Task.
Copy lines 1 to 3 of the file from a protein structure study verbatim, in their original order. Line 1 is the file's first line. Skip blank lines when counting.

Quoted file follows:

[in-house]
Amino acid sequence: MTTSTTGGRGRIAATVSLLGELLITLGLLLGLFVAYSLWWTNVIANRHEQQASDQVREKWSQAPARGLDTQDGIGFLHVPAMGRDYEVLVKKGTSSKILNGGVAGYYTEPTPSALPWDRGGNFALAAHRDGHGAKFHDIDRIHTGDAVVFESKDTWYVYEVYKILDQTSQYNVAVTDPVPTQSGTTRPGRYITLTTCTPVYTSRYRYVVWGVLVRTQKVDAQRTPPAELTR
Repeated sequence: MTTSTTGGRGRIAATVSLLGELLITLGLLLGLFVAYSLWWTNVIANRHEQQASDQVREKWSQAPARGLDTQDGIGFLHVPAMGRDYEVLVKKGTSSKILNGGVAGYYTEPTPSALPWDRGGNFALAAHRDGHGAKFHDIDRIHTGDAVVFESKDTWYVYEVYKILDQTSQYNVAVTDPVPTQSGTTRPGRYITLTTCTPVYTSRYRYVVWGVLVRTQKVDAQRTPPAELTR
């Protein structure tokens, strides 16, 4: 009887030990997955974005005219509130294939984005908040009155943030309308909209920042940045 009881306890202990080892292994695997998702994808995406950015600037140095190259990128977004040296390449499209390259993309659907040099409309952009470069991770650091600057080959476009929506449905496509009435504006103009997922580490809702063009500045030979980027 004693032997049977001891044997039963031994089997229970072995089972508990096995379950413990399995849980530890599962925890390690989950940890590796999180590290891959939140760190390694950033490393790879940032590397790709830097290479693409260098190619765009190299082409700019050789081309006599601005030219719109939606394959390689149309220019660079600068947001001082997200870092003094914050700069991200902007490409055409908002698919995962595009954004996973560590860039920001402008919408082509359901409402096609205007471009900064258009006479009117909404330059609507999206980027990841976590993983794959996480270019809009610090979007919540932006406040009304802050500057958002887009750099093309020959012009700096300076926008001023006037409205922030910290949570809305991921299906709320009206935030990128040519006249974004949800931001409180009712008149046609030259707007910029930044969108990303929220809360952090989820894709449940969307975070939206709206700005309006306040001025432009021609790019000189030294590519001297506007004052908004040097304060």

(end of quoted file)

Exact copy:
[in-house]
Amino acid sequence: MTTSTTGGRGRIAATVSLLGELLITLGLLLGLFVAYSLWWTNVIANRHEQQASDQVREKWSQAPARGLDTQDGIGFLHVPAMGRDYEVLVKKGTSSKILNGGVAGYYTEPTPSALPWDRGGNFALAAHRDGHGAKFHDIDRIHTGDAVVFESKDTWYVYEVYKILDQTSQYNVAVTDPVPTQSGTTRPGRYITLTTCTPVYTSRYRYVVWGVLVRTQKVDAQRTPPAELTR
Repeated sequence: MTTSTTGGRGRIAATVSLLGELLITLGLLLGLFVAYSLWWTNVIANRHEQQASDQVREKWSQAPARGLDTQDGIGFLHVPAMGRDYEVLVKKGTSSKILNGGVAGYYTEPTPSALPWDRGGNFALAAHRDGHGAKFHDIDRIHTGDAVVFESKDTWYVYEVYKILDQTSQYNVAVTDPVPTQSGTTRPGRYITLTTCTPVYTSRYRYVVWGVLVRTQKVDAQRTPPAELTR